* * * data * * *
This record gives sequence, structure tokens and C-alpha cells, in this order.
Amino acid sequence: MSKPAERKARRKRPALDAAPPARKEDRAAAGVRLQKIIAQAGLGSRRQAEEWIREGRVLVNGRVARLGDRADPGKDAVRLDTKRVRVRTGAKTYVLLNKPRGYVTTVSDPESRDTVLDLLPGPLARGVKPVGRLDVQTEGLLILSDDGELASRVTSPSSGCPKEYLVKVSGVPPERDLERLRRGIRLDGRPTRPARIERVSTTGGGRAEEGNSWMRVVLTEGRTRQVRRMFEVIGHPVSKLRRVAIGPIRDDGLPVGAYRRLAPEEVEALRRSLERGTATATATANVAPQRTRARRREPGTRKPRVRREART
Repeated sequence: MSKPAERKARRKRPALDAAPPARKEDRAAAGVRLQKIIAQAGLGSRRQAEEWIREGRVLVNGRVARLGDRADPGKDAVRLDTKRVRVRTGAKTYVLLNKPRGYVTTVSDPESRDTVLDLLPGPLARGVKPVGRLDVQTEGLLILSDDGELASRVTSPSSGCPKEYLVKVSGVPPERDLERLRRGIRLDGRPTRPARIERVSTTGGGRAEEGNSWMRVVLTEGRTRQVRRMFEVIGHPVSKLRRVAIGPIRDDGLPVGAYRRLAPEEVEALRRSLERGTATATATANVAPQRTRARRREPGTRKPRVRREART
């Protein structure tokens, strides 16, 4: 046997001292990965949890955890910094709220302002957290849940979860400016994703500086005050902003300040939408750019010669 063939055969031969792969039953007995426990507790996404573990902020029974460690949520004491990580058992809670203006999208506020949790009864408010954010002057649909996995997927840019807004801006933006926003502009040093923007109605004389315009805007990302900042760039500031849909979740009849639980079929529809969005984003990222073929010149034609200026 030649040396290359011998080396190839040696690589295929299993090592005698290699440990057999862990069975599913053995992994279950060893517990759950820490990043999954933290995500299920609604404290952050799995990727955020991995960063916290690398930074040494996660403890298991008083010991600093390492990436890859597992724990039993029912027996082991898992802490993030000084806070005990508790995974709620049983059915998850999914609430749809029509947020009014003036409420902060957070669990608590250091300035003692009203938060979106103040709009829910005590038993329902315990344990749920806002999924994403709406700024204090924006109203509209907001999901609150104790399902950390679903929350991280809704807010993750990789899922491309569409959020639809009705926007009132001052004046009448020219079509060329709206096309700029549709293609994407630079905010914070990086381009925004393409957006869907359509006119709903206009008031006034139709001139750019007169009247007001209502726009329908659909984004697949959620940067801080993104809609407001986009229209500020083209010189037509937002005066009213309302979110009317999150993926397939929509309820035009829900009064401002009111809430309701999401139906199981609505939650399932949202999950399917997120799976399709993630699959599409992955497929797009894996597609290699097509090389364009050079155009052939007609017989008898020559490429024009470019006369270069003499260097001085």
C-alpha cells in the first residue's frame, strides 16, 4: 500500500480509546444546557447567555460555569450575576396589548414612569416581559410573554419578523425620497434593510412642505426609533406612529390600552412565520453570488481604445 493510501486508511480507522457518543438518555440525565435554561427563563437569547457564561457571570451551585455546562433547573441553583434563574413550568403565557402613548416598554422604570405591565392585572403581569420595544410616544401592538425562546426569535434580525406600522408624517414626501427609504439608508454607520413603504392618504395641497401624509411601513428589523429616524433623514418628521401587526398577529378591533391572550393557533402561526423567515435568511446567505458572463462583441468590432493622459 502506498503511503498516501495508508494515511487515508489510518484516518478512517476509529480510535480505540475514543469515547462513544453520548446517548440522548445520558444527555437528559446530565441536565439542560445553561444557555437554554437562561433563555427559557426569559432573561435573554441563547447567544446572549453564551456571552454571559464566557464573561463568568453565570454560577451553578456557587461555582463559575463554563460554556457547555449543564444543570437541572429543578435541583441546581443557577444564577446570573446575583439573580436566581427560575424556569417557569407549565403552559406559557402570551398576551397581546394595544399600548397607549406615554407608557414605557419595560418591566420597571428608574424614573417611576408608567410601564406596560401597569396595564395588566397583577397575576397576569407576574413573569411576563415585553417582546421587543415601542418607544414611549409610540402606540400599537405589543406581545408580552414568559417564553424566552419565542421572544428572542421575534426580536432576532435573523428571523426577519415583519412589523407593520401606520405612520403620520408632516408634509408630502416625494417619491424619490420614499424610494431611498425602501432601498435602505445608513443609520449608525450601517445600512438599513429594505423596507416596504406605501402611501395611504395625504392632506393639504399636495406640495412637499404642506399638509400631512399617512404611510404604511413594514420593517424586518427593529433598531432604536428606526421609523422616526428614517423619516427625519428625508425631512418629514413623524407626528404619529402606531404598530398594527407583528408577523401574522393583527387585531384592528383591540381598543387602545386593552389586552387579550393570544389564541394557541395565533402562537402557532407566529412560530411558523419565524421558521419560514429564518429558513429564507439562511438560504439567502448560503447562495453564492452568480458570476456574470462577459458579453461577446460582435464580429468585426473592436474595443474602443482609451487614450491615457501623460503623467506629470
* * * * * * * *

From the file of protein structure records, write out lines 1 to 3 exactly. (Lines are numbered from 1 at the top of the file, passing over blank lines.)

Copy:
This record gives sequence, structure tokens and C-alpha cells, in this order.
Amino acid sequence: MSKPAERKARRKRPALDAAPPARKEDRAAAGVRLQKIIAQAGLGSRRQAEEWIREGRVLVNGRVARLGDRADPGKDAVRLDTKRVRVRTGAKTYVLLNKPRGYVTTVSDPESRDTVLDLLPGPLARGVKPVGRLDVQTEGLLILSDDGELASRVTSPSSGCPKEYLVKVSGVPPERDLERLRRGIRLDGRPTRPARIERVSTTGGGRAEEGNSWMRVVLTEGRTRQVRRMFEVIGHPVSKLRRVAIGPIRDDGLPVGAYRRLAPEEVEALRRSLERGTATATATANVAPQRTRARRREPGTRKPRVRREART
Repeated sequence: MSKPAERKARRKRPALDAAPPARKEDRAAAGVRLQKIIAQAGLGSRRQAEEWIREGRVLVNGRVARLGDRADPGKDAVRLDTKRVRVRTGAKTYVLLNKPRGYVTTVSDPESRDTVLDLLPGPLARGVKPVGRLDVQTEGLLILSDDGELASRVTSPSSGCPKEYLVKVSGVPPERDLERLRRGIRLDGRPTRPARIERVSTTGGGRAEEGNSWMRVVLTEGRTRQVRRMFEVIGHPVSKLRRVAIGPIRDDGLPVGAYRRLAPEEVEALRRSLERGTATATATANVAPQRTRARRREPGTRKPRVRREART